At this year’s annual SAP user conference, SAPPHIRE, the technology giant showed advances in its cloud and in-memory computing efforts. It has completed the migration of its conventional application suite and portfolio of tools to operate on SAP HANA, its in-memory computing platform, and made improvements in its cloud computing environment, SAP HANA Enterprise Cloud. The last time I analyzed SAP HANA was when it won our firm’s 2012 Overall IT Technology Innovation Award. Now HANA has been transitioned from just a database technology into a broad platform. SAP wisely consolidated its efforts previously known as SAP NetWeaver into SAP HANA. This resolves some confusion regarding HANA and NetWeaver in the cloud, which I assessed. The recently announced SAP HANA Platform now provides the enterprise class of HANA implementation in the cloud. It comes with a trial edition of the data and visual discovery technology now called SAP Lumira, whose price has been reduced to encourage adoption (and which I discuss more below). The use of in-memory databases for big data is accelerating: According to our technology innovation research, 22 percent of organizations are planning to use this technology over the next two years, and through 2015 it will have a higher growth rate than other approaches.
Topics: Big Data, Business Analytics, Business Collaboration, Business Intelligence, Business Performance, CFO, CIO, Cloud Computing, CMO, Customer & Contact Center, Financial Performance, Governance, Risk & Compliance (GRC), HP, Information Applications, Information Management, Mobile Technology, Operational Performance, Predictive Analytics, SAP, SAP EPM, SAP HANA, SAP Lumira, SAPPHIRE, Social Media, Supply Chain Performance, Tagetik, Teradata, Workforce Performance
Just when it seemed that Hewlett-Packard’s new management team led by CEO Leo Apotheker had a growing and solidifying technology agenda that included mobile computing, yesterday it all changed.
Topics: Analytics, Business Analytics, Business Collaboration, Business Intelligence, Business Mobility, Business Performance, Business Technology Innovation, CIO, Cloud Computing, Collaboration, Customer & Contact Center, Enterprise Software, Financial Performance, Google, Governance, Risk & Compliance (GRC), HP, HP Touchpad, Information Applications, Information Management, Information Technology, IT Performance, IT Research, Location Intelligence, Mobility, Operational Intelligence, Operational Performance, Sales Performance, Social Media, Supply Chain Performance, Sustainability, Workforce Performance, digital technology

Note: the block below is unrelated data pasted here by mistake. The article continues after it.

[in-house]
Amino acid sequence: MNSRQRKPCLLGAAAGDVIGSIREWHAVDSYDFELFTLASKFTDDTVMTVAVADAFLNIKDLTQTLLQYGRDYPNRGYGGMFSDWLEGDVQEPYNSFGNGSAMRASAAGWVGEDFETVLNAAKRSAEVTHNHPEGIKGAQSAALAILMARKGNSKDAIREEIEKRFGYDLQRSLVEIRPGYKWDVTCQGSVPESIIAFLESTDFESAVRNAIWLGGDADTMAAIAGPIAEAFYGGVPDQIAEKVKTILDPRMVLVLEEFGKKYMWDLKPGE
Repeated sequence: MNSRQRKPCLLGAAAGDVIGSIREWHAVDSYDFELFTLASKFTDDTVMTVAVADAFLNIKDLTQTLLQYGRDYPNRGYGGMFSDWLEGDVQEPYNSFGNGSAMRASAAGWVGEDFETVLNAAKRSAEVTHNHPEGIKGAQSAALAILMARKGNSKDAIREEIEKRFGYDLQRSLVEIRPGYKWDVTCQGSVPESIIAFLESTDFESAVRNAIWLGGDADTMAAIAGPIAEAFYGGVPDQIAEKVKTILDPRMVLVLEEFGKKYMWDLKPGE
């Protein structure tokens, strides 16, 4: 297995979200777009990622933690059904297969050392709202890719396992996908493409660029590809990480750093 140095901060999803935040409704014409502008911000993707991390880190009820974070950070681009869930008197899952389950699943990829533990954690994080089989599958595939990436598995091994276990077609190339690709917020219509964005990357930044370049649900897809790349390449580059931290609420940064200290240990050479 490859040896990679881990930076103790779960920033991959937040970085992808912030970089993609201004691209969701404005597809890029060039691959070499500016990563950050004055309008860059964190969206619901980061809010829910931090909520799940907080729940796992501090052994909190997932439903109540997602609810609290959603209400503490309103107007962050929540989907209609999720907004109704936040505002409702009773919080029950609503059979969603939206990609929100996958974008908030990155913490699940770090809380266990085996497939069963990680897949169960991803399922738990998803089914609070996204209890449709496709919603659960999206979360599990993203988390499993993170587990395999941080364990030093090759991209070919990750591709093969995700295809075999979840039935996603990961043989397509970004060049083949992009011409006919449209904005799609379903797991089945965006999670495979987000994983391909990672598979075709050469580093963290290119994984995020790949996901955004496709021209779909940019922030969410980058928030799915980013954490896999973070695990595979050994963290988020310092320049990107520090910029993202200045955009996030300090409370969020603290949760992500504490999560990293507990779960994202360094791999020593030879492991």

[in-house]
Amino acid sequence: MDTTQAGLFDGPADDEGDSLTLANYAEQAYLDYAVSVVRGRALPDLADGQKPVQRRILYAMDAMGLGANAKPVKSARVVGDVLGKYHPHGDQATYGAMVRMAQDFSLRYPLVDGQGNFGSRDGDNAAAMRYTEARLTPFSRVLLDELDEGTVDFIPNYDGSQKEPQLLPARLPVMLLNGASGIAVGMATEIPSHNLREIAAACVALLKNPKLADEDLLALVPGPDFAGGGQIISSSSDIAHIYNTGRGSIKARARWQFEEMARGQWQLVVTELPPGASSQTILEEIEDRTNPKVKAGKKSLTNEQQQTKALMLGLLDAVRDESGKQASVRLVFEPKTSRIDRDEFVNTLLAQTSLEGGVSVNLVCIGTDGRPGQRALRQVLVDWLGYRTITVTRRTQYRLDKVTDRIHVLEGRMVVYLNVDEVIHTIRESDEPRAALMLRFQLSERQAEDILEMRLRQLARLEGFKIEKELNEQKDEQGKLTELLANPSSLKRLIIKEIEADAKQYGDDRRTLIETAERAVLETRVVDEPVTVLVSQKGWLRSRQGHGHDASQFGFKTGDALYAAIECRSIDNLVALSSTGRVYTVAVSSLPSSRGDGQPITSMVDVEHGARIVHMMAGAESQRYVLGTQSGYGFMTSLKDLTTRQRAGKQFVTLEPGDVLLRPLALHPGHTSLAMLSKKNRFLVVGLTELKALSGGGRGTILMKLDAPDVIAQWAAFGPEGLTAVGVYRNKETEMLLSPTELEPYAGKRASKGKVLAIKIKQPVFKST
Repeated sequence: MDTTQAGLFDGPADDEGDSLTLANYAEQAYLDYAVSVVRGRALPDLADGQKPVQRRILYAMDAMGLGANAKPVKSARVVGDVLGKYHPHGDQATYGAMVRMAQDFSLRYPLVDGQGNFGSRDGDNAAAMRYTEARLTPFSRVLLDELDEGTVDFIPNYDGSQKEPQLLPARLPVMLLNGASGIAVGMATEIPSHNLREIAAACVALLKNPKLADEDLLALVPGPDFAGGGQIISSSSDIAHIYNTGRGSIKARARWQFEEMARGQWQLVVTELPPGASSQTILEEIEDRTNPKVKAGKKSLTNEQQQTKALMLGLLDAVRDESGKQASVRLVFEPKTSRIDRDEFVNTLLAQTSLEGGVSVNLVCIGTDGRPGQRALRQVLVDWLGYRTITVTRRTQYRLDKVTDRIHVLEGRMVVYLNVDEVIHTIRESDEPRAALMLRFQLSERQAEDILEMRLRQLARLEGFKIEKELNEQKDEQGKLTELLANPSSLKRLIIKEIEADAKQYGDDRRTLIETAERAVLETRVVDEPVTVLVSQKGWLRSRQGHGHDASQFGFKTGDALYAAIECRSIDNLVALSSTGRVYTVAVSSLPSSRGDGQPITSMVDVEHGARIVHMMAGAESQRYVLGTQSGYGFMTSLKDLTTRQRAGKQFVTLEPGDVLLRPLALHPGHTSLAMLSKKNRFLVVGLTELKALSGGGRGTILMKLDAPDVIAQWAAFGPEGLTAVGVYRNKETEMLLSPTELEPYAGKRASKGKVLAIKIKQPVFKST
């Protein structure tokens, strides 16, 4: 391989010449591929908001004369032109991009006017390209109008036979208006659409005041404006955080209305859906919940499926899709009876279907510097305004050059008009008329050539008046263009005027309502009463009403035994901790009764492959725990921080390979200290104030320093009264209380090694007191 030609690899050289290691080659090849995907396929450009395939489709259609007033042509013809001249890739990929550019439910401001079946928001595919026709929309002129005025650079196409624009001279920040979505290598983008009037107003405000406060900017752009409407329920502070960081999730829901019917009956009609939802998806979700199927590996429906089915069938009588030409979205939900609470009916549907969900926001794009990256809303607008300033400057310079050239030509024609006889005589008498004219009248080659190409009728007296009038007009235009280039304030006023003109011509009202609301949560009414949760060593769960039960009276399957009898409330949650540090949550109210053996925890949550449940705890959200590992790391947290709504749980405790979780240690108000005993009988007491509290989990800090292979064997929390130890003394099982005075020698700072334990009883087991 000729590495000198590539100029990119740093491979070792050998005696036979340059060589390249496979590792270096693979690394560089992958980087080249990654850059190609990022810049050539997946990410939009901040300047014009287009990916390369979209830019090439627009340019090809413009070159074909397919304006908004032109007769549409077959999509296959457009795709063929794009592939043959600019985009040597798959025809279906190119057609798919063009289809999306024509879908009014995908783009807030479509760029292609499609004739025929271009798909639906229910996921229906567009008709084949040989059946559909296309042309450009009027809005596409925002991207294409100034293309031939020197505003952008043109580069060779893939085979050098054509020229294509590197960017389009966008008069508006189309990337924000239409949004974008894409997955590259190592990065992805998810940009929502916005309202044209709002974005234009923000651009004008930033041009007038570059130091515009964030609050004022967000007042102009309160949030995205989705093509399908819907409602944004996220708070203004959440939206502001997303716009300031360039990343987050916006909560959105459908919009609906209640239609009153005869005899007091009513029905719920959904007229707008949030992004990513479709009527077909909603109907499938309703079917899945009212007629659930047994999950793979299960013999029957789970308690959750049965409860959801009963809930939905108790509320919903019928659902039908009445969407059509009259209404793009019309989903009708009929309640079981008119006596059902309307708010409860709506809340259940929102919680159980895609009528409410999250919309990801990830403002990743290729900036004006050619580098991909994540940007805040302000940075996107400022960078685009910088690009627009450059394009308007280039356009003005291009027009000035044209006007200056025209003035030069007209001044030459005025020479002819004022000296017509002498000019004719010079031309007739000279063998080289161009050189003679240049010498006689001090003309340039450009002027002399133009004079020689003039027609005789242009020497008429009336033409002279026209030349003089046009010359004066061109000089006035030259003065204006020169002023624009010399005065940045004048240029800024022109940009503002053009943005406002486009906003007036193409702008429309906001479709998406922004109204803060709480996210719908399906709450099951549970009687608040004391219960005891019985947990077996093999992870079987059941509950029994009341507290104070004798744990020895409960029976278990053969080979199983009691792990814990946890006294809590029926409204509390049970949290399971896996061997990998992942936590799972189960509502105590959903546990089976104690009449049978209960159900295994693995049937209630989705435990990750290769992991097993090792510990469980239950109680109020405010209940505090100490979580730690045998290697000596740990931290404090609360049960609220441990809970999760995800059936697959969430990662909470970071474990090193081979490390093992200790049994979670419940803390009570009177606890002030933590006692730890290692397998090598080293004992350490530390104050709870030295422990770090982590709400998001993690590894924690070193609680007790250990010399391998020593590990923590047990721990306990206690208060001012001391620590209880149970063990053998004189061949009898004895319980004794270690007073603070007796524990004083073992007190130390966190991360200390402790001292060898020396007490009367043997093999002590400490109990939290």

The new CEO of Hewlett-Packard, Leo Apotheker, has unveiled his vision of the future in the consumer and enterprise markets. His announcement carried some suspense after interviews in which he said “HP has lost its soul” and added that he will “get rid of cynics” inside HP who try to undercut his mission. Now Leo has defined what his company calls Everybody On, which is described as “seamless, secure, context-aware experiences for a connected world.” He intends that HP will reposition itself in providing a new generation of cloud services to interconnect its software and technology assets. HP of course is no small technology provider, with over $125 billion in revenue and a predominantly legacy and acquired software business worth over $6 billion. I want to provide some analysis of HP’s announcements in the context of what I see as the coming business technology innovations of this decade. My view overlaps with the HP vision. HP is expanding the territory of its business, focusing less on the enterprise software business of database, middleware and applications and more on the management and security of cloud services and software.
Topics: Analytics, Business Analytics, Business Collaboration, Business Intelligence, Business Mobility, Business Performance, Business Technology Innovation, CIO, Cloud Computing, Collaboration, Customer & Contact Center, Enterprise Software, Financial Performance, Governance, Risk & Compliance (GRC), HP, Information Applications, Information Management, Information Technology, IT Performance, IT Research, Location Intelligence, Mobility, Operational Intelligence, Operational Performance, Sales Performance, Social Media, Supply Chain Performance, Sustainability, Workforce Performance
There has been a spate of acquisitions in the data warehousing and business analytics market in recent months. In May 2010 SAP announced an agreement to acquire Sybase, primarily for its mobility technology and had already been advancing its efforts with SAP HANA and BI. In July 2010 EMC agreed to acquire data warehouse appliance vendor Greenplum. In September 2010 IBM countered by acquiring Netezza, a competitor of Greenplum. In February 2011 HP announced after giving up on its original focus with HP Neoview and now has acquired analytics vendor Vertica that had been advancing its efforts efficiently. Even Microsoft shipped in 2010 its new release of SQL Server database and appliance efforts. Now, less than one month later, Teradata has announced its intent to acquire Aster Data for analytics and data management. Teradata bought an 11% stake in Aster Data in September, so its purchase of the rest of the company shouldn’t come as a complete surprise. My colleague had raised the question if Aster Data could be the new Teradata but now is part of them.
No one has seemed to notice that in the last several months, Hewlett-Packard has quietly made changes to its participation in the enterprise software market; this will significantly change HP’s value for CIOs and IT organizations in regards to business intelligence (BI) technologies.
Topics: Analytics, Business Intelligence, Business Performance, Data Warehousing, Enterprise Software, Governance, Risk & Compliance (GRC), HP, HP Neoview, Information Applications, Information Management, IT Performance, IT Research, Operational Performance